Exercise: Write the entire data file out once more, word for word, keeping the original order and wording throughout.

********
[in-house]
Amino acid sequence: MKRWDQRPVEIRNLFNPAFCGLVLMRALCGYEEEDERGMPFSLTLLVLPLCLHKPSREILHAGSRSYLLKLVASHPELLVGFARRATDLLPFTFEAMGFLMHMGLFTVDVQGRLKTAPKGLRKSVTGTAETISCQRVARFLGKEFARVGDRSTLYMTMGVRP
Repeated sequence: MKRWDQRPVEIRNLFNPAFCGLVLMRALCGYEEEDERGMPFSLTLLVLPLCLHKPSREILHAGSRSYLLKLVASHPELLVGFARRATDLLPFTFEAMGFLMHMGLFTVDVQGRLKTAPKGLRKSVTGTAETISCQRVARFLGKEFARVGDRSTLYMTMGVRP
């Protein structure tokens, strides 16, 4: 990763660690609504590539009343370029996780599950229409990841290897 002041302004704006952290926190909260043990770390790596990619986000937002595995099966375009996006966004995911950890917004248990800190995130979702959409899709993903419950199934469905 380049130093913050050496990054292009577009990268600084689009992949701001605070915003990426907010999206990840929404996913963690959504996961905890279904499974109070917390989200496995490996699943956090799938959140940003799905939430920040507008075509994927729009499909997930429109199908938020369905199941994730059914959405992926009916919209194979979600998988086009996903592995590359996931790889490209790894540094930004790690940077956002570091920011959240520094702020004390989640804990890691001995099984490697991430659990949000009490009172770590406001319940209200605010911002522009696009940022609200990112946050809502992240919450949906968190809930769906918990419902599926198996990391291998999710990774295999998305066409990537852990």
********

[in-house]
Amino acid sequence: MKRWDQRPVEIRNLFNPAFCGLVLMRALCGYEEEDERGMPFSLTLLVLPLCLHKPSREILHAGSRSYLLKLVASHPELLVGFARRATDLLPFTFEAMGFLMHMGLFTVDVQGRLKTAPKGLRKSVTGTAETISCQRVARFLGKEFARVGDRSTLYMTMGVRP
Repeated sequence: MKRWDQRPVEIRNLFNPAFCGLVLMRALCGYEEEDERGMPFSLTLLVLPLCLHKPSREILHAGSRSYLLKLVASHPELLVGFARRATDLLPFTFEAMGFLMHMGLFTVDVQGRLKTAPKGLRKSVTGTAETISCQRVARFLGKEFARVGDRSTLYMTMGVRP
């Protein structure tokens, strides 16, 4: 990763660690609504590539009343370029996780599950229409990841290897 002041302004704006952290926190909260043990770390790596990619986000937002595995099966375009996006966004995911950890917004248990800190995130979702959409899709993903419950199934469905 380049130093913050050496990054292009577009990268600084689009992949701001605070915003990426907010999206990840929404996913963690959504996961905890279904499974109070917390989200496995490996699943956090799938959140940003799905939430920040507008075509994927729009499909997930429109199908938020369905199941994730059914959405992926009916919209194979979600998988086009996903592995590359996931790889490209790894540094930004790690940077956002570091920011959240520094702020004390989640804990890691001995099984490697991430659990949000009490009172770590406001319940209200605010911002522009696009940022609200990112946050809502992240919450949906968190809930769906918990419902599926198996990391291998999710990774295999998305066409990537852990």